Friday, June 24, 2016

2 years and many thousand dollars later, Michigan family adopts special needs child from Armenia

GRAND RAPIDS, MI – Smiling and laughing through tears, Sam Bode's new extended family erupted into cheers as they spotted the 4-year-old and his adoptive parents at Gerald R. Ford International Airport.
Moments before, the huddle of grandparents, aunts, an uncle and cousins had grown quiet from nervousness and excitement. Over the past two years, they've only been able to communicate with the cheerful boy via Facetime while his parents, Erica and Jeff Bode, went through the lengthy process to adopt him from Armenia. On Wednesday night, he was officially welcomed into the tight-knit West Michigan family.
Sam, who has Down syndrome, arrived at the airport with the Bodes and their son Jack, 8, after the last leg of their trip home from Armenia. He has spent his entire life in an orphanage.
They were weary from traveling, but their hearts were full. For the Ada couple, bringing Sam home was a joyful end to a chapter marked by heart-wrenching disappointments. They experienced miscarriages and unsuccessful fertility procedures as they tried to conceive a second child. The Bodes eventually decided to adopt and were set on bringing home a special needs child.
"There's just been a hole in my heart for a very, very long time. Of course my husband and my son fulfill me, but I really, truly feel complete now," Erica Bode said.
A visibly tired Sam clutched onto his dad at first, offering a few high fives to his cousins as they approached to say hello at the airport. It wasn't long before a smile broke out across his face and he was tossing a small soccer ball to his new playmates.
 (hand clapping - a little free advertising from our favorite baby snatcher)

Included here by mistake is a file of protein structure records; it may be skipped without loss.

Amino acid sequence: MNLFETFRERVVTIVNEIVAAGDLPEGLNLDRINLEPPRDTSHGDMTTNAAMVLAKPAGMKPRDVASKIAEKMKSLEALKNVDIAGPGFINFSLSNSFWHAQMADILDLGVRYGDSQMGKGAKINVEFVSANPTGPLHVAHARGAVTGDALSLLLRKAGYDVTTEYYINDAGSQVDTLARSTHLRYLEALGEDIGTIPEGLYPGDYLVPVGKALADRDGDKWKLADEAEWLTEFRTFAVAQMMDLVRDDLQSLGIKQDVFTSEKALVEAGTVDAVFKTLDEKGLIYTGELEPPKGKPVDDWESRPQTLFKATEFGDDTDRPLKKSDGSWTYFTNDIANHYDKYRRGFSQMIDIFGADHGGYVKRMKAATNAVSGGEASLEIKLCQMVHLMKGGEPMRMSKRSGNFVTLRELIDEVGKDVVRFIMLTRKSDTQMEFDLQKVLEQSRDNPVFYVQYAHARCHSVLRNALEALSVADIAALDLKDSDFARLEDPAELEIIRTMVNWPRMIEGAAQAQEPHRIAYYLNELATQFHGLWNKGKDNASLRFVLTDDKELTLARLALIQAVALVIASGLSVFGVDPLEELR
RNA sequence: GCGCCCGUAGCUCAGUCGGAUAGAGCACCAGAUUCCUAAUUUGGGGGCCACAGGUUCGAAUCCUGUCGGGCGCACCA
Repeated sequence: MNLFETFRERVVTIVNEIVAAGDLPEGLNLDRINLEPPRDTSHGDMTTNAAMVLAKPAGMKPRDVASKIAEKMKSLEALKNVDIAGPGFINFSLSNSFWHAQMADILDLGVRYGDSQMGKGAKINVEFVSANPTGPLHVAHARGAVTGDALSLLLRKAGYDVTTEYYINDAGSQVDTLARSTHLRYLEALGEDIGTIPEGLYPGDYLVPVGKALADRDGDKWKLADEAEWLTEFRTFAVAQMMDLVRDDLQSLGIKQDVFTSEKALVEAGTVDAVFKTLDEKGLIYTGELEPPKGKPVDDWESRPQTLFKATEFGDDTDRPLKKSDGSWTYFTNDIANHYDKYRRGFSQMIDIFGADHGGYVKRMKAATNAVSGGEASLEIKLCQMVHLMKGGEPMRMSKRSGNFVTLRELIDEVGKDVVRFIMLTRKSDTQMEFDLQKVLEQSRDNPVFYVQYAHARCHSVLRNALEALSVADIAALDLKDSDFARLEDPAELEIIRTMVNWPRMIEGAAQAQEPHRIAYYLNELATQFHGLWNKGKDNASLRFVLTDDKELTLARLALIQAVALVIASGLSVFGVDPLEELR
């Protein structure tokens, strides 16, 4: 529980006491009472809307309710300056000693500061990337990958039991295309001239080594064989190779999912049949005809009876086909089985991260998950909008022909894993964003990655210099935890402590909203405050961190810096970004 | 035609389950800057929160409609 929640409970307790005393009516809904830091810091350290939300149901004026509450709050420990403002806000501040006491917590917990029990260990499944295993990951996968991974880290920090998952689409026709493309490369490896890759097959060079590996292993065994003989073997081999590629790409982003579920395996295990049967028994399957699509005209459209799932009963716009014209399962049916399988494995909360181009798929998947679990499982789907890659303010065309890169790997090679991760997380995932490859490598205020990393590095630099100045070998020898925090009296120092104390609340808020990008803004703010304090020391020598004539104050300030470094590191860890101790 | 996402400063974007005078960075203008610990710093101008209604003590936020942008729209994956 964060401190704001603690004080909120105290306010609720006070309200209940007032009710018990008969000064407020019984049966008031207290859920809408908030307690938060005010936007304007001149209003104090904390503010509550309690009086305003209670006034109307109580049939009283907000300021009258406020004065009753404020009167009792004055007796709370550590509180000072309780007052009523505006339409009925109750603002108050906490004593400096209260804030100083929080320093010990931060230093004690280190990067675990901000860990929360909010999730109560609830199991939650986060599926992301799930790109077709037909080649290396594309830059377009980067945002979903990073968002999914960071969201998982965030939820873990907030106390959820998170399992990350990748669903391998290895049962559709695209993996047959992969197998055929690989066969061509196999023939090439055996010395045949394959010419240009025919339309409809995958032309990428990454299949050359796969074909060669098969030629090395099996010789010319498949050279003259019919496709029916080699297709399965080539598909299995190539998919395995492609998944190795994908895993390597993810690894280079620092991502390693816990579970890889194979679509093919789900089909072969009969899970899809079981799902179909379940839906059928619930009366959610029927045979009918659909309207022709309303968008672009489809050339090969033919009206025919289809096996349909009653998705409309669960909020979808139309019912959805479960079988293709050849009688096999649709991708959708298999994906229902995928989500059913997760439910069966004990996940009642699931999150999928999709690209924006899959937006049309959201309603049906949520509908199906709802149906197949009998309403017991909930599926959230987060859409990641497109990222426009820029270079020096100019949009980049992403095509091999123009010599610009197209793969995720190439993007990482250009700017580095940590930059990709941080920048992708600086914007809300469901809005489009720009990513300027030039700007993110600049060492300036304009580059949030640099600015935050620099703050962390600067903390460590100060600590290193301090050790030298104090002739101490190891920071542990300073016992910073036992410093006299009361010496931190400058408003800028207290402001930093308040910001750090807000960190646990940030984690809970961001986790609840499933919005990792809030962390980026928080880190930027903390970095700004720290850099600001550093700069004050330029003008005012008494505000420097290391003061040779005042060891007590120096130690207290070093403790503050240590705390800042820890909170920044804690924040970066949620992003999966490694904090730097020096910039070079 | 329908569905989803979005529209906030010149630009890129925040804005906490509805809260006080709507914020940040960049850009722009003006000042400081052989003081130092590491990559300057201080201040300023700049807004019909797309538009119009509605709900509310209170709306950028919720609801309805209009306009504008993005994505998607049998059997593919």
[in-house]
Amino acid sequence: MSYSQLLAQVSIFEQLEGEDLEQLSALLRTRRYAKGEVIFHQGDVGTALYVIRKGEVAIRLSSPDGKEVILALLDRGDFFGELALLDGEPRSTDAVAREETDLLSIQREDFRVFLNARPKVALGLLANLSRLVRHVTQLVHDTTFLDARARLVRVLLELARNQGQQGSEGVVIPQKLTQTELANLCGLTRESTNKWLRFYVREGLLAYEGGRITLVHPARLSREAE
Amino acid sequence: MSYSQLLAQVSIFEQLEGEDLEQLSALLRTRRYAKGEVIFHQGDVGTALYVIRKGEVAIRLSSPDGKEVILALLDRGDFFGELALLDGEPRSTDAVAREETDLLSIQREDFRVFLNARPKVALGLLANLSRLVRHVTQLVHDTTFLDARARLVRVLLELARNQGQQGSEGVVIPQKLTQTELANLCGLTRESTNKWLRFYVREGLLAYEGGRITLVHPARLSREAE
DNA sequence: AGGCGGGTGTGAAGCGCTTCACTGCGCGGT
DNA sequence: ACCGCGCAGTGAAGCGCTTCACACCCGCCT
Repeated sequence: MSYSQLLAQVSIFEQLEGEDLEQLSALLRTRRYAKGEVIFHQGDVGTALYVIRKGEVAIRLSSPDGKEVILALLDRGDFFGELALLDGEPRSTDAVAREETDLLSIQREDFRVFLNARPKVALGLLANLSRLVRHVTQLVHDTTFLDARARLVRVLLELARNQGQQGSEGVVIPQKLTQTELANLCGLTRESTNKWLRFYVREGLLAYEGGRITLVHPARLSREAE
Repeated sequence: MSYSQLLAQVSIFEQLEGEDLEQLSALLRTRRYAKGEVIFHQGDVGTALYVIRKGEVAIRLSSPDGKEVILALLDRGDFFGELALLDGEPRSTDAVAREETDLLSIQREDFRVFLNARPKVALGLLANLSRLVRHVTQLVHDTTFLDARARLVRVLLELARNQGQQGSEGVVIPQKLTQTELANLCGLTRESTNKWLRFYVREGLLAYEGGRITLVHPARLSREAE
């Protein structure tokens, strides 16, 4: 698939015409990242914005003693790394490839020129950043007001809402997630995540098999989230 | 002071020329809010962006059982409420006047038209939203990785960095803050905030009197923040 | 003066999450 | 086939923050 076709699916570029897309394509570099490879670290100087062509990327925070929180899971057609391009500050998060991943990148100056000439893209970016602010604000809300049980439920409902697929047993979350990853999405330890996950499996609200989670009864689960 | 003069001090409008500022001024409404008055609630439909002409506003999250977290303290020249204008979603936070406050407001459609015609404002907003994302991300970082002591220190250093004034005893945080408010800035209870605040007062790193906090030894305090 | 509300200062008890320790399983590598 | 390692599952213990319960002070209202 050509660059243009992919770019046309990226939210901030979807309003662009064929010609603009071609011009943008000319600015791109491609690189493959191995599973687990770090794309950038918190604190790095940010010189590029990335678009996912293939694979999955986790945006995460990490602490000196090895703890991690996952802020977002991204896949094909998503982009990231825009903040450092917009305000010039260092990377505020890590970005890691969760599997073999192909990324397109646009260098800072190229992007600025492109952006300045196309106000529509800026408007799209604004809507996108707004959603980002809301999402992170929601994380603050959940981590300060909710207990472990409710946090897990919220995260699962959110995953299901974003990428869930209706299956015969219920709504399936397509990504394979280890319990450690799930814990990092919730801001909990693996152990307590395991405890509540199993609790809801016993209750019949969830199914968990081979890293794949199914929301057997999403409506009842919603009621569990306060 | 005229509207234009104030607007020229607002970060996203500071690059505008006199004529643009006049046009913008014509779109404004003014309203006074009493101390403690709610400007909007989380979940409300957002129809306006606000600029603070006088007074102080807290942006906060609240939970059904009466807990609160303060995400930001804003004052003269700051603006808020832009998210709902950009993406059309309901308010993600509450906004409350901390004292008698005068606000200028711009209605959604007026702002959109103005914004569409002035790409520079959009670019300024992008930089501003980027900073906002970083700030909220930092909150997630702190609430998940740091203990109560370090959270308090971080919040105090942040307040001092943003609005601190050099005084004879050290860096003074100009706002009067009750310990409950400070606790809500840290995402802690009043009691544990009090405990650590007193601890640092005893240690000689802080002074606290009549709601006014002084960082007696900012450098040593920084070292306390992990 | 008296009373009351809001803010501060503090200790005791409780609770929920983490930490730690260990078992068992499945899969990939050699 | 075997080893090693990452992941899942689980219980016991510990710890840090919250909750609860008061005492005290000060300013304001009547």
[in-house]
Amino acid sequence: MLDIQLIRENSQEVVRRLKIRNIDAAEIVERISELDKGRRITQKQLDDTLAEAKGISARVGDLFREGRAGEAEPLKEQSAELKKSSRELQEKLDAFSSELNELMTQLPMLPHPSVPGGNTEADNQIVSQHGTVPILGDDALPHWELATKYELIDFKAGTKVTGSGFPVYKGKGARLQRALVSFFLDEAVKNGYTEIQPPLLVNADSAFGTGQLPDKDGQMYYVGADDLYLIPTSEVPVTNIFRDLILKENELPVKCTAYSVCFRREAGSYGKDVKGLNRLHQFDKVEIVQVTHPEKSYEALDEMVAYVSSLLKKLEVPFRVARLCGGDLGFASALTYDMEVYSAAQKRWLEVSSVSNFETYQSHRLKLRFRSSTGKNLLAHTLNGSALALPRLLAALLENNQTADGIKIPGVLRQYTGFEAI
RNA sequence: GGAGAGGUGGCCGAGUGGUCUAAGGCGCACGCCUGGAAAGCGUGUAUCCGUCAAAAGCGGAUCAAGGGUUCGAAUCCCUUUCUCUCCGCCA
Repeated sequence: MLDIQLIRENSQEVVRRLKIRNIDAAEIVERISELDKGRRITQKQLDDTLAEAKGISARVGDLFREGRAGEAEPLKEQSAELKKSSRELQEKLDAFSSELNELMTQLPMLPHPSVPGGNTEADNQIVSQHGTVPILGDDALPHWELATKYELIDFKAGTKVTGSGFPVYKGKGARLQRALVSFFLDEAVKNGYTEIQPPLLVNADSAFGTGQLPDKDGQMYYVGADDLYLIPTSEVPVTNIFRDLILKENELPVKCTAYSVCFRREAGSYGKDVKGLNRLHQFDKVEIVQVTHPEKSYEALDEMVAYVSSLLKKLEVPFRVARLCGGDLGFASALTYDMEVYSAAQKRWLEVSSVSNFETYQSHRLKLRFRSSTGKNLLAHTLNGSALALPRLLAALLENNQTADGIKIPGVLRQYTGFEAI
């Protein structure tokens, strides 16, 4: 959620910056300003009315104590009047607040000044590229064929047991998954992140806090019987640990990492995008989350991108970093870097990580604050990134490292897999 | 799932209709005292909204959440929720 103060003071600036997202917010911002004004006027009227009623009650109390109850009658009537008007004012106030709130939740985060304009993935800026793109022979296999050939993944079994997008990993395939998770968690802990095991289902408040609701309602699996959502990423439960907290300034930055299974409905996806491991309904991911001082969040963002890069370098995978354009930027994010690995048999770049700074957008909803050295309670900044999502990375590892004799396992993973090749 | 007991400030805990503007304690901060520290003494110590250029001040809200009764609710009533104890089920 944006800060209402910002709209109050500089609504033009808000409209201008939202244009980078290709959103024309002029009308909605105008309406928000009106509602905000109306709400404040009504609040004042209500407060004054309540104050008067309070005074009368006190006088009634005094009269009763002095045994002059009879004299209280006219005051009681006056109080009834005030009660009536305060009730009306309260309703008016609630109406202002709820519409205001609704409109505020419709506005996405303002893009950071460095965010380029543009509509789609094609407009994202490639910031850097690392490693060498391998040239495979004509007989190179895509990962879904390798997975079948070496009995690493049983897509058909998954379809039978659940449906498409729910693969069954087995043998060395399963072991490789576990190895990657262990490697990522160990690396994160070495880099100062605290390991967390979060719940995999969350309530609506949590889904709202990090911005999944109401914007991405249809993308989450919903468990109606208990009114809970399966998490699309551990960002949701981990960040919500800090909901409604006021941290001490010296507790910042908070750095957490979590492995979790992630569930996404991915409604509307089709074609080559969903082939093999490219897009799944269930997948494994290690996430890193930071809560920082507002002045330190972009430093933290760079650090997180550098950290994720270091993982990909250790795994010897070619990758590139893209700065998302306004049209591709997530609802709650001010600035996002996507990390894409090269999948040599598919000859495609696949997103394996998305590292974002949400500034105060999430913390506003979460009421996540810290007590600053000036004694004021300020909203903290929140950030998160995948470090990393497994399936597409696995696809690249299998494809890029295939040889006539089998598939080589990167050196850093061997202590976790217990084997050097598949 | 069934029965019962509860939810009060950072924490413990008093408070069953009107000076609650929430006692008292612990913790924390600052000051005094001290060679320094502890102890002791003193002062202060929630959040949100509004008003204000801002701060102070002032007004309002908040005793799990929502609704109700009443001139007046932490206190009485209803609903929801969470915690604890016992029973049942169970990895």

Erica and Jeff Bode first laid eyes on a picture of Sam at 9 months old. He was a sweet-looking baby with a full head of black hair and big, brown eyes. A description and photos of him were posted on Reece's Rainbow, a grant foundation that promotes the international adoption of children with Down syndrome. They adopted him through Hopscotch Adoptions, an agency based in North Carolina.
"The one [photo] that kind of sold it was he was playing with a ball and that's exactly what our son was like when he was little," Jeff Bode said.
Read rest of the story here.     

Ambassador Mills visits Armenian orphanages

U.S. Ambassador Mills visits orphanage in Vanadzor, Armenia to examine Child Welfare Reform (Photo: U.S. Embassy in Armenia)
U.S. Ambassador Mills visits orphanage in Vanadzor, Armenia to examine Child Welfare Reform (Photo: U.S. Embassy in Armenia)
VANADZOR (U.S. Embassy in Armenia)—As part of a month-long focus on human rights, U.S. Ambassador to Armenia Richard Mills, Jr., visited a residential care facility for children in Vanadzor. His trip was part of a larger tour of the Lori province, where he traveled to a number of organizations touching upon human rights.